Today is Bob Dylan‘s 70th birthday. The outspoken “prophet” of the turbulent 1960’s has never ceased to be an enigma to many of his friends, and adversaries.
During the “Jesus Movement” Dylan found his way into a California Vineyard church and began studying the Bible. Dylan attended a course held at the Vineyard School of Discipleship, which ran four days a week over the course of three months.
“At first I said, ‘There’s no way I can devote three months to this,'” Dylan would say in a 1980 interview. “‘I’ve got to be back on the road soon.’ But I was sleeping one day and I just sat up in bed at seven in the morning and I was compelled to get dressed and drive over to the Bible school.”
I remember growing up listening to Dylan’s gospel albums (yes, those black vinyl discs that look like frisbees), bank in the late 1970’s and early 1980’s. It’s amazing how bold and direct his message was. Especially now as we are swimming in Postmodern uncertainty, it is refreshing to hear a voice of clarity promoting moral absolutes. Dylan proclaimed:
You’re gonna have to serve somebody
Well, it may be the devil or it may be the Lord
But you’re gonna have to serve somebody
I mean, think of what a radical thing it must have been for the hippie generation to hear their icon declaring:
I was blinded by the devil
Born already ruined
As I stepped out of the womb
By His grace I have been touched
By His word I have been healed
By His hand I’ve been delivered
By His spirit I’ve been sealed
I’ve been saved
By the blood of the lamb
That’s telling it straighter than most preachers today! Dylan was booed by his fans and concert attendance dropped off dramatically. Dylan once lamented:
Years ago they … said I was a prophet. I used to say, “No I’m not a prophet” they say “Yes you are, you’re a prophet.” I said, “No it’s not me.” They used to say “You sure are a prophet.” They used to convince me I was a prophet. Now I come out and say Jesus Christ is the answer. They say, “Bob Dylan’s no prophet.” They just can’t handle it.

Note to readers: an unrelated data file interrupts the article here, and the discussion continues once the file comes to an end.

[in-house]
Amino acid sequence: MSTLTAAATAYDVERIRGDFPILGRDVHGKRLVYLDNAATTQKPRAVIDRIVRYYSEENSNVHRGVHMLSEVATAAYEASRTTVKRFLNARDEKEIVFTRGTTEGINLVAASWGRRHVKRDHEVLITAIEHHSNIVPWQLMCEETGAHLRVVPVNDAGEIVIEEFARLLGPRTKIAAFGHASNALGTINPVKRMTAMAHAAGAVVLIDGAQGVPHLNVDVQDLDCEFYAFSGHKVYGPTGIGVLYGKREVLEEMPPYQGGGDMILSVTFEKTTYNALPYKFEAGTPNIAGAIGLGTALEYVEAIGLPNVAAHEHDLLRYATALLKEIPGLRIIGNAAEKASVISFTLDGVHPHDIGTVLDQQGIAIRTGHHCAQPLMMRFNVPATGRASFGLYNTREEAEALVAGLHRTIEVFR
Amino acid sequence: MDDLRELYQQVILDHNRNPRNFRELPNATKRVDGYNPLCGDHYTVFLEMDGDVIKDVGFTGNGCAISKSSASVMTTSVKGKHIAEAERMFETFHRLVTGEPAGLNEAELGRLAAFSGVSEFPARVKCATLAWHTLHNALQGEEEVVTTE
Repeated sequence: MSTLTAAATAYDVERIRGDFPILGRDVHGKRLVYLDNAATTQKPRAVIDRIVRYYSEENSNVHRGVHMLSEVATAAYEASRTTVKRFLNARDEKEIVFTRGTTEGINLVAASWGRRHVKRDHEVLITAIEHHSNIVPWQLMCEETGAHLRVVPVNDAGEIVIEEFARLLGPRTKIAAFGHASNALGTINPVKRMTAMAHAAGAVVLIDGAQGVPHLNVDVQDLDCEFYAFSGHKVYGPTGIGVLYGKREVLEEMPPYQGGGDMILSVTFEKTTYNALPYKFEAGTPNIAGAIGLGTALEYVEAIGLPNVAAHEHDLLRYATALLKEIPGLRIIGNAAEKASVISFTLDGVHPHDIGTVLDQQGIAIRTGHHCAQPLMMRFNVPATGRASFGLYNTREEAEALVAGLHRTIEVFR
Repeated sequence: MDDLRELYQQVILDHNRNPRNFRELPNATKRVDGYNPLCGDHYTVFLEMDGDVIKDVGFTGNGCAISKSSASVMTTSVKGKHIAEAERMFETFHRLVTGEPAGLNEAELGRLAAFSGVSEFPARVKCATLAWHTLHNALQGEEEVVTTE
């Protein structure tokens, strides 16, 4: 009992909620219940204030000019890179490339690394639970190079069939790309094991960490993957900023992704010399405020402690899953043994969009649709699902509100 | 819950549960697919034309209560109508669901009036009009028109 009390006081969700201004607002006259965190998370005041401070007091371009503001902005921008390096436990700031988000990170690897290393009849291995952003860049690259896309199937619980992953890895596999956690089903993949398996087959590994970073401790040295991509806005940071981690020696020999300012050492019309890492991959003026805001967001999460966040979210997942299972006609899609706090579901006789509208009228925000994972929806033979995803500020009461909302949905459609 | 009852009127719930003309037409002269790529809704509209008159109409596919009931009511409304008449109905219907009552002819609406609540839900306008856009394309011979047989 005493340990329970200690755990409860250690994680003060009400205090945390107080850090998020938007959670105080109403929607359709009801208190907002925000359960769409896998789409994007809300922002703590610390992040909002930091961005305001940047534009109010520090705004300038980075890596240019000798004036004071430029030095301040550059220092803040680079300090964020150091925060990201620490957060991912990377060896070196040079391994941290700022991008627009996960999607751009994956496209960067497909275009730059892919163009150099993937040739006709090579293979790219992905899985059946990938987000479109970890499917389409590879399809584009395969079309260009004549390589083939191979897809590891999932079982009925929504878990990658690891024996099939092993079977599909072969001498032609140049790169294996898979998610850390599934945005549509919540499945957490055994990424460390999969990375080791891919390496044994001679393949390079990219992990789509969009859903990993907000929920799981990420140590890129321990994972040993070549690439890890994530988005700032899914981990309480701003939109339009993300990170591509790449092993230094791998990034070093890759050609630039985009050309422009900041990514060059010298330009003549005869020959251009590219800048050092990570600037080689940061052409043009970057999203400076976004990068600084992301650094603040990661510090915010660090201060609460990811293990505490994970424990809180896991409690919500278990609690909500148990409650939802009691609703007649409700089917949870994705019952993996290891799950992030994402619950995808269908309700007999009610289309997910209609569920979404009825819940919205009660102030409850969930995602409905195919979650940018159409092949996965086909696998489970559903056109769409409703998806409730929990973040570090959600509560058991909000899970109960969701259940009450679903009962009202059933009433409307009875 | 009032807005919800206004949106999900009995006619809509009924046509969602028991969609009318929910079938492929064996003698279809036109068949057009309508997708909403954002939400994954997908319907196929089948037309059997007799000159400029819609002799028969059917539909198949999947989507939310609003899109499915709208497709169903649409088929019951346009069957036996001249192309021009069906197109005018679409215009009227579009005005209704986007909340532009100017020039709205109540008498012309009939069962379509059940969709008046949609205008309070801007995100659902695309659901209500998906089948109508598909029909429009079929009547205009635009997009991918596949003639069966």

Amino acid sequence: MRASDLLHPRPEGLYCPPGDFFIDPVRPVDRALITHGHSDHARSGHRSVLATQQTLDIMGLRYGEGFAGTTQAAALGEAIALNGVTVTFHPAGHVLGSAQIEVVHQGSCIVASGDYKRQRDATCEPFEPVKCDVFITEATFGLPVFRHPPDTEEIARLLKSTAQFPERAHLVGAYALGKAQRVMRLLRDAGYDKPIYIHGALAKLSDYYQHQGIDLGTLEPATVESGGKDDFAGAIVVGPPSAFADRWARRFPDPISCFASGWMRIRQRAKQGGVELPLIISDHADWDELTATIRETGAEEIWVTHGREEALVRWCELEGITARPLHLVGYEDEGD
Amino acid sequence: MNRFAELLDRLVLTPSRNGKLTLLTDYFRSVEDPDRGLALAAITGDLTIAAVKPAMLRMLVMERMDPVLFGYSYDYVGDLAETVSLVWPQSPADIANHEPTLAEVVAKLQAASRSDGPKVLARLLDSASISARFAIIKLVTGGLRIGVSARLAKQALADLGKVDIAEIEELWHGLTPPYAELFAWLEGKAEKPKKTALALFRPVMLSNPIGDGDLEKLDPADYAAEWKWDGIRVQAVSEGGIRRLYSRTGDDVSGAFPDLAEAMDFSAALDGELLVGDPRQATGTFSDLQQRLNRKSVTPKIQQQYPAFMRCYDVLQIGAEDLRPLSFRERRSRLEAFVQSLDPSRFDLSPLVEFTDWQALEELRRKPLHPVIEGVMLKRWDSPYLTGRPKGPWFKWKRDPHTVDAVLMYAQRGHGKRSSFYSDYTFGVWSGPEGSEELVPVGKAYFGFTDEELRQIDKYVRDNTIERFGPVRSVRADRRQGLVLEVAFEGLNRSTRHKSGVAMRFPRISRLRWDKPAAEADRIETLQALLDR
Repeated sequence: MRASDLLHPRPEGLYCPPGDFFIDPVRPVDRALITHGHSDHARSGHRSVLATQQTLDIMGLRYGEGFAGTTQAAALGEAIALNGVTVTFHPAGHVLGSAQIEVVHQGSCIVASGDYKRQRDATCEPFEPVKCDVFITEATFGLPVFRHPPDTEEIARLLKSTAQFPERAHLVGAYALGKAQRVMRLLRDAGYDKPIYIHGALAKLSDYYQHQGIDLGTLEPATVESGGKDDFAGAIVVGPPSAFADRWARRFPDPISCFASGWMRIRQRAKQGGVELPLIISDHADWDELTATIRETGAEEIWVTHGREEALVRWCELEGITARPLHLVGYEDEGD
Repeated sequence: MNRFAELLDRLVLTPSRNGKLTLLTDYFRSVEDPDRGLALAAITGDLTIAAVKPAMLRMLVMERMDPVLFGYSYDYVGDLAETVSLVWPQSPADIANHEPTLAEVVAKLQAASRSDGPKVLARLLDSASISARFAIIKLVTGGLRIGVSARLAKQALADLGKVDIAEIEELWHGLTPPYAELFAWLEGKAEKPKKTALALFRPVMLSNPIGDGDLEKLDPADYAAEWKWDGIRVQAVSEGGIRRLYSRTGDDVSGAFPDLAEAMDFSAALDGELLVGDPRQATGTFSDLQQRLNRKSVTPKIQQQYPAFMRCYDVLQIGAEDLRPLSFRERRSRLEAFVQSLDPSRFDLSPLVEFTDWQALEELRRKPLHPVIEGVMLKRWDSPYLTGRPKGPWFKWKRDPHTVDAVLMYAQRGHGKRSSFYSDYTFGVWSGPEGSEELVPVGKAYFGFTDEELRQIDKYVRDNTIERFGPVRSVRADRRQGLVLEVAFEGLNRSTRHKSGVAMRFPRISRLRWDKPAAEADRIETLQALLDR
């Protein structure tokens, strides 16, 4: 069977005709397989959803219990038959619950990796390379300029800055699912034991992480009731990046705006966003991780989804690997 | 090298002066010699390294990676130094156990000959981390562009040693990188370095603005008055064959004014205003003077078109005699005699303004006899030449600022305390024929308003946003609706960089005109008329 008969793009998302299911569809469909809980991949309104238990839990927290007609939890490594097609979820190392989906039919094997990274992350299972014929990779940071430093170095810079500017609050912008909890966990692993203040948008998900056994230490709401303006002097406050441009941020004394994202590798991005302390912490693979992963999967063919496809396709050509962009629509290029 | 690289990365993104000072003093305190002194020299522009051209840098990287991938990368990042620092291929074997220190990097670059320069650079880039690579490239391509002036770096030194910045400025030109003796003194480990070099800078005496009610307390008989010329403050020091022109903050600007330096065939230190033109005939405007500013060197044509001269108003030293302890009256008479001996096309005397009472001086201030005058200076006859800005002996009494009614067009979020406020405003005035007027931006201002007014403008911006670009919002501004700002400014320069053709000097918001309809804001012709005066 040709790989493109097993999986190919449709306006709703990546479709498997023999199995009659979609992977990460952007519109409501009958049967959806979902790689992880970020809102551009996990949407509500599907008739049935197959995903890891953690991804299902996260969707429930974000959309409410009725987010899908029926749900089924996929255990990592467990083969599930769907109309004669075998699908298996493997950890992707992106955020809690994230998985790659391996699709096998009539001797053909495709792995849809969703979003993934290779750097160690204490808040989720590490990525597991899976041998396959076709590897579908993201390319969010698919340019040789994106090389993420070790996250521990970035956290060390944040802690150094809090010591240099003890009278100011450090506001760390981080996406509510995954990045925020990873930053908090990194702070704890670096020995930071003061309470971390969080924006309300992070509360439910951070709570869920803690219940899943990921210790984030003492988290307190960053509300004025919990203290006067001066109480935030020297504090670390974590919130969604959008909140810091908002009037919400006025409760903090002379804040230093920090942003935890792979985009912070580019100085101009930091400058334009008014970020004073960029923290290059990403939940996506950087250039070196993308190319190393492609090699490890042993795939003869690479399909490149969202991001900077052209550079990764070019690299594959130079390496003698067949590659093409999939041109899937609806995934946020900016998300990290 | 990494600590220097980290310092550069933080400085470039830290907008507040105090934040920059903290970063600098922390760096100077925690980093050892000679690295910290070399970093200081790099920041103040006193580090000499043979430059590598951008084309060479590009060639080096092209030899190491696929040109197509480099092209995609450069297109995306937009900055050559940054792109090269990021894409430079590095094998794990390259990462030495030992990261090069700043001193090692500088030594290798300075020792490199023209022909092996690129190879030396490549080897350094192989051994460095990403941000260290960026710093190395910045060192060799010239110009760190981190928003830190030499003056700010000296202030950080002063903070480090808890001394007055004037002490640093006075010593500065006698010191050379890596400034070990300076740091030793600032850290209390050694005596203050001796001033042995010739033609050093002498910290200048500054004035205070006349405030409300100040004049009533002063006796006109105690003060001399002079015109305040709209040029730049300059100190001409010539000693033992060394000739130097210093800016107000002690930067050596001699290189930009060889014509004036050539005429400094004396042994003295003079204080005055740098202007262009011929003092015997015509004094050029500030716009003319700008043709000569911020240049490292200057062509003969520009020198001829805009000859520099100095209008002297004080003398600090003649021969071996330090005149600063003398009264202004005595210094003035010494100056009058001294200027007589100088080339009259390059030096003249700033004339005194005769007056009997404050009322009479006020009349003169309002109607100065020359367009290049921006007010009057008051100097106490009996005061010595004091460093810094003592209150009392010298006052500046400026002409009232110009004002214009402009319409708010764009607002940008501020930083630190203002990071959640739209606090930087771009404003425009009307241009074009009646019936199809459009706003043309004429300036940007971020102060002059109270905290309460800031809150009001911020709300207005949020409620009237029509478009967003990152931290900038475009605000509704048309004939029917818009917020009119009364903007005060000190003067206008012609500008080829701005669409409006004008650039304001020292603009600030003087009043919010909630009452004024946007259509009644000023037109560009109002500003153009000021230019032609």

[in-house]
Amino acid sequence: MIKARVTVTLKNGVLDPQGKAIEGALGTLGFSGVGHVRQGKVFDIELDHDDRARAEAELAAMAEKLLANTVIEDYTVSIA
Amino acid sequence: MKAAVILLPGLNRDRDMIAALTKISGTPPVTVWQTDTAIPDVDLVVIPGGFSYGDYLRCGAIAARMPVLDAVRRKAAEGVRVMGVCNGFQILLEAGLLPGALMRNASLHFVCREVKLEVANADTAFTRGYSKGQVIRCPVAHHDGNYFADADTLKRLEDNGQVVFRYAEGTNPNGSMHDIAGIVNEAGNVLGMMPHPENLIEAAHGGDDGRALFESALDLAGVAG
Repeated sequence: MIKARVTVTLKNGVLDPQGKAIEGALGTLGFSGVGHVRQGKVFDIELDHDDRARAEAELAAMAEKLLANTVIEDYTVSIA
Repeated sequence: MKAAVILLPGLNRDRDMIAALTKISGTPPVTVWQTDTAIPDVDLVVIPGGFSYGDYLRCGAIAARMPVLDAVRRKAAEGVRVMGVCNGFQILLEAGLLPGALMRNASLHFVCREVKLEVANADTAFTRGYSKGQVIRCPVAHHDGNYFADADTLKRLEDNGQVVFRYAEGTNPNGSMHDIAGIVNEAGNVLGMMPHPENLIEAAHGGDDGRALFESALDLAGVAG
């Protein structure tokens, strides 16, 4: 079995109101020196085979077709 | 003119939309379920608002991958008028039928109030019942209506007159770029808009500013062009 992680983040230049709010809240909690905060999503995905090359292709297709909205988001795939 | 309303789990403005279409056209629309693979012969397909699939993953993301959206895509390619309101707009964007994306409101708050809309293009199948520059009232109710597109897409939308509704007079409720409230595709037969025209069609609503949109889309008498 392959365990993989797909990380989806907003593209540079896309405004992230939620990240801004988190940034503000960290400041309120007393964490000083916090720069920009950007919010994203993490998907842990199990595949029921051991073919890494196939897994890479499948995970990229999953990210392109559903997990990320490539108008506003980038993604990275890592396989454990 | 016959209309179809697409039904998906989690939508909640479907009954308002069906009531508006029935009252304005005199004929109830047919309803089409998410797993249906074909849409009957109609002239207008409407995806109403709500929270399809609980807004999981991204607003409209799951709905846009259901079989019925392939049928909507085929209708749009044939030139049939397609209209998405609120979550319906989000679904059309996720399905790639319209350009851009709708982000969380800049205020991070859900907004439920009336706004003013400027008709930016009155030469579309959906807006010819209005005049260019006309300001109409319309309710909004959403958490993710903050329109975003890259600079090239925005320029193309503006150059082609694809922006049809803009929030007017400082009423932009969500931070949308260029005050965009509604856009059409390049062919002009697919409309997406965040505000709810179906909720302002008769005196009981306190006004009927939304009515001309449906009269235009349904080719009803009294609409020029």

Somewhere in the mid-1980’s Dylan became disillusioned with at least institutional Christianity and distanced himself from public proclamations of faith. Regardless of Dylan’s own personal faith (or lack of it) today, he has left a body of work exploring the Christian faith that is well worth considering.
Don’t let me change my heart
Keep me set apart
From all the plans they do pursue
And I, I don’t mind the pain
Don’t mind the driving rain
I know I will sustain
’Cause I believe in you
Israel Wayne is an author and conference speaker who writes on cultural issues from a Biblical worldview.
I have yet to see or hear any definitive evidence that Mr. Zimmerman has left the faith. It may be wishful thinking on my part (my last conversion experience came in high school while listening to Saved) and still love his music. But one continues to hear at least elliptical allusions to the faith in his more recent music. Deciding to be more coy and not making such direct albums is not a repudiation of the faith. Thanks for this Israel, and happy birthday Mr. Zimmerman.
Great article, Israel. What an amazing thing to consider a journey like his, saturated in the secular music world, and yet still recognizing his Savior. I agree with the previous poster that even though he may be keeping his faith silghtly more veiled nowadays doesn’t mean he doesn’t still have that saving faith. Perhaps it’s a self-preservation mechanism for the world in which he operates.